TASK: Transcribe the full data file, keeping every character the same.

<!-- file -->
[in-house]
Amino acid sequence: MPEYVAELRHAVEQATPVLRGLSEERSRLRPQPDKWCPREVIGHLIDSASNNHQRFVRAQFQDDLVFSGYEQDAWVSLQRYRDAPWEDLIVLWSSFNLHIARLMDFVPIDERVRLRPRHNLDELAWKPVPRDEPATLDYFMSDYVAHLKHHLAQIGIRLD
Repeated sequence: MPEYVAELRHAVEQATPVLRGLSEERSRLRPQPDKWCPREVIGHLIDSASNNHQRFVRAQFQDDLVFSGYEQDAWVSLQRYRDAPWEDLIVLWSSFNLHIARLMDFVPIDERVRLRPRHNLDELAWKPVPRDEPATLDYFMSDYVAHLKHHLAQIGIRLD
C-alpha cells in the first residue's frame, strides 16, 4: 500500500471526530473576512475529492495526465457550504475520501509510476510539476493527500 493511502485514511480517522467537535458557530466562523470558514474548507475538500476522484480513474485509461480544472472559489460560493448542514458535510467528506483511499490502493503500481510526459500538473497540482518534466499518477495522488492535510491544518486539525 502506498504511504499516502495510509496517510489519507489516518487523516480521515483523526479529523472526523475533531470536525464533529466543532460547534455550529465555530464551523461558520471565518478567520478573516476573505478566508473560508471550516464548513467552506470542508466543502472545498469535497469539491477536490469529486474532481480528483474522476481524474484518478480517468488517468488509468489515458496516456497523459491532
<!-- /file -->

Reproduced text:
[in-house]
Amino acid sequence: MPEYVAELRHAVEQATPVLRGLSEERSRLRPQPDKWCPREVIGHLIDSASNNHQRFVRAQFQDDLVFSGYEQDAWVSLQRYRDAPWEDLIVLWSSFNLHIARLMDFVPIDERVRLRPRHNLDELAWKPVPRDEPATLDYFMSDYVAHLKHHLAQIGIRLD
Repeated sequence: MPEYVAELRHAVEQATPVLRGLSEERSRLRPQPDKWCPREVIGHLIDSASNNHQRFVRAQFQDDLVFSGYEQDAWVSLQRYRDAPWEDLIVLWSSFNLHIARLMDFVPIDERVRLRPRHNLDELAWKPVPRDEPATLDYFMSDYVAHLKHHLAQIGIRLD
C-alpha cells in the first residue's frame, strides 16, 4: 500500500471526530473576512475529492495526465457550504475520501509510476510539476493527500 493511502485514511480517522467537535458557530466562523470558514474548507475538500476522484480513474485509461480544472472559489460560493448542514458535510467528506483511499490502493503500481510526459500538473497540482518534466499518477495522488492535510491544518486539525 502506498504511504499516502495510509496517510489519507489516518487523516480521515483523526479529523472526523475533531470536525464533529466543532460547534455550529465555530464551523461558520471565518478567520478573516476573505478566508473560508471550516464548513467552506470542508466543502472545498469535497469539491477536490469529486474532481480528483474522476481524474484518478480517468488517468488509468489515458496516456497523459491532